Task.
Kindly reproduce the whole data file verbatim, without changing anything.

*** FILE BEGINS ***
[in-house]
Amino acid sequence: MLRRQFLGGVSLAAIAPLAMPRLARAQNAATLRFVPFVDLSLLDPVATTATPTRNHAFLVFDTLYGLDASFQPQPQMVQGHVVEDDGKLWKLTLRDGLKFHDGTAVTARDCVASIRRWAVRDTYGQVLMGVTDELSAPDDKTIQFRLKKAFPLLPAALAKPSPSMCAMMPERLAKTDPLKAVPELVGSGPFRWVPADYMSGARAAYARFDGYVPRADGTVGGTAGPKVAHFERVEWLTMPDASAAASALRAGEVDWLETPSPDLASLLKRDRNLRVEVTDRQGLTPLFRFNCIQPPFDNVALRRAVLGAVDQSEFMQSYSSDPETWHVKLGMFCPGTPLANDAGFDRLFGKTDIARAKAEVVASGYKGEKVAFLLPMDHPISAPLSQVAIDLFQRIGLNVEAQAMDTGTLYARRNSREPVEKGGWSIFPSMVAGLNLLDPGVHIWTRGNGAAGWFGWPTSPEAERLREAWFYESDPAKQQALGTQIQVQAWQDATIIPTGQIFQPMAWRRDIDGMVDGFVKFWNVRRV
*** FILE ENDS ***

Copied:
[in-house]
Amino acid sequence: MLRRQFLGGVSLAAIAPLAMPRLARAQNAATLRFVPFVDLSLLDPVATTATPTRNHAFLVFDTLYGLDASFQPQPQMVQGHVVEDDGKLWKLTLRDGLKFHDGTAVTARDCVASIRRWAVRDTYGQVLMGVTDELSAPDDKTIQFRLKKAFPLLPAALAKPSPSMCAMMPERLAKTDPLKAVPELVGSGPFRWVPADYMSGARAAYARFDGYVPRADGTVGGTAGPKVAHFERVEWLTMPDASAAASALRAGEVDWLETPSPDLASLLKRDRNLRVEVTDRQGLTPLFRFNCIQPPFDNVALRRAVLGAVDQSEFMQSYSSDPETWHVKLGMFCPGTPLANDAGFDRLFGKTDIARAKAEVVASGYKGEKVAFLLPMDHPISAPLSQVAIDLFQRIGLNVEAQAMDTGTLYARRNSREPVEKGGWSIFPSMVAGLNLLDPGVHIWTRGNGAAGWFGWPTSPEAERLREAWFYESDPAKQQALGTQIQVQAWQDATIIPTGQIFQPMAWRRDIDGMVDGFVKFWNVRRV